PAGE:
Bo Luxton has it all - a loving family, a beautiful home in the Lake District, and a clutch of bestselling books to her name. Enter Alice Dark, an aspiring writer who is drifting through life, with a series of dead-end jobs and a freeloading boyfriend. When they meet at a writers' retreat, the chemistry is instant, and a sinister relationship develops ... Or does it?
Breathlessly pacey, taut and terrifying, Exquisite is a startlingly original and unbalancing psychological thriller that will keep you guessing until the very last page.
As soon as I saw it, I was immediately attracted to this book's beautiful, sensual cover. So simple and yet so intriguing. But surely not as intriguing as the story within. Stovell's debut is a dark, claustrophobic tale of obsession that kept me hooked from start to finish.
Obsession is defined as "a state in which someone thinks about someone or something constantly or frequently especially in a way that is not normal."
And that in my book is a recipe for disaster...
Unemployed, unskilled and impoverished, Alice Dark dreams of becoming a brilliant, famous author one day. But in order to make her dream come true, she first needs to put some order into her life, starting by ditching her waste-of-space boyfriend and enrolling on a week-long course for aspiring writers.
At the course she meets the beautiful Bo Luxton, a rich, bestselling author. The lives and backgrounds of these two women couldn't be more different, but despite this there immediately seems to be some sort of chemistry between them. Bo's life is the one Alice craves and Bo sees a promising talent in the young woman, and feels the need to help her fulfil her dreams. So the two agree to keep in touch after the course.
But the emails sent between them gradually change. From mentoring and knowledge-sharing ones, they become personal, passionate, intense and frenzied. Slowly, the two women start to invade each other's mind and when they decide to take the first step into the unknown, I knew that nothing good would come out of it...
This book made me reflect on two main points:
1. What lack of love can do to a person or rather what it makes a person do.
2. How one's life can unravel when letting in the wrong person.
The author grabs the reader's attention from the outset with a chapter written from the pov of someone who's in prison. It must be one of the women, but which one? Why did she end up in prison? What will happen by the end? I couldn't wait to find out!
The author's prose is beautiful and crisp and through her vivid, colourful descriptions I could clearly imagine the main settings of the book, mostly Brighton and Bo's house halfway up a mountain in the picturesque Lake District.
Bo and Alice are very different characters, yet equally intriguing and intense. I can't say they're likeable, as there were times when they irritated me. I felt trapped like a magnet placed between two metal blocks, strongly attracted to both sides but unable to decide and move in either direction. I found myself sucked in the emotional vortex these women create between them, not sure what or who to believe, not sure who (if anyone) was in reality genuine and who was just a schemer. I experienced their excruciating passion, anguish, hurt, but also their rage and hatred. Both women are damaged individuals who've survived some pretty nasty experiences, both are women that crave what they don't have and both are determined to do anything to obtain it.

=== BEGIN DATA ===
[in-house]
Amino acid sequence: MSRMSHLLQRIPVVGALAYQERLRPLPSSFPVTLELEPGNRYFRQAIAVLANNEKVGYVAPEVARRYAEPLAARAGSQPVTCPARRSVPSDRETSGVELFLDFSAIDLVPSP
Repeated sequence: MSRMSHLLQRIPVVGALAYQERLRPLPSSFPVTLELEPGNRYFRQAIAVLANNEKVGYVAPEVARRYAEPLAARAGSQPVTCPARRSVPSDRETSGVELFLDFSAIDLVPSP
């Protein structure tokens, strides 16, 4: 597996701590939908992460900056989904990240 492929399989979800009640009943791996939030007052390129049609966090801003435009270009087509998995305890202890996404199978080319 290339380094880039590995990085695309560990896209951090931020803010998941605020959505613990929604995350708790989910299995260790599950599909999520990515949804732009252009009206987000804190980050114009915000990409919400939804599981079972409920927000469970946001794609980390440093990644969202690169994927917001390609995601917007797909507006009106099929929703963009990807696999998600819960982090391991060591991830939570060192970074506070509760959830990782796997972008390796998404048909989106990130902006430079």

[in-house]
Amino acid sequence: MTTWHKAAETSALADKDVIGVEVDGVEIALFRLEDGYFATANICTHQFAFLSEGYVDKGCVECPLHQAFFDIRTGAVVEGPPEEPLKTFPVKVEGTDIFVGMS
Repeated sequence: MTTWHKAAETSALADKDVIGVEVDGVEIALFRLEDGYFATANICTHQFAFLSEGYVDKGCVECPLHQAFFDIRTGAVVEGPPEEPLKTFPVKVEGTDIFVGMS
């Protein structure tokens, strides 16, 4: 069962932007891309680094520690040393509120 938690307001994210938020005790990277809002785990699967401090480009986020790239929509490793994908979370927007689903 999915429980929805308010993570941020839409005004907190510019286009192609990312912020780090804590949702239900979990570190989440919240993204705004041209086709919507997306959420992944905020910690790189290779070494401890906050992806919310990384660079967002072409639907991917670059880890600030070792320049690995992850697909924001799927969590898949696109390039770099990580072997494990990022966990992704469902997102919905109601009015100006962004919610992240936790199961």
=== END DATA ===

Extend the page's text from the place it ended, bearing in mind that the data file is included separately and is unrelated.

The story is recounted in alternate chapters from the povs of Bo and Alice. The same events are conveyed to us from two different perspectives that not always match. Any one of them could be lying, fabricating or misinterpreting everything, either unwillingly or intentionally confusing things and puzzling the reader. By the end, I wasn't sure if it was just me who was misinterpreting everything. These are women who mess up with your brain. Who's on the right side? Bo? Alice? Or neither one of them?
As an ending, I was expecting something slightly more shocking, that leaves an impact on the reader, though I still think the author managed to leave me baffled and wondering whether I've misread the whole plot. Did I get the wrong end of the stick?
For a debut novel, I think Exquisite is a brilliant, engrossing read and would highly recommend it.
Massive thanks to Orenda Books and the lovely Anne Cater for an ARC of this fab book and for inviting me to take part in the blogtour.
Sarah Stovell was born in 1977 and spent most of her life in the Home Counties before a season working in a remote North Yorkshire youth hostel made her realise she was a northerner at heart. She now lives in Northumberland with her partner and two children and is a lecturer in Creative Writing at Lincoln University. Her debut psychological thriller, Exquisite, is set in the Lake District.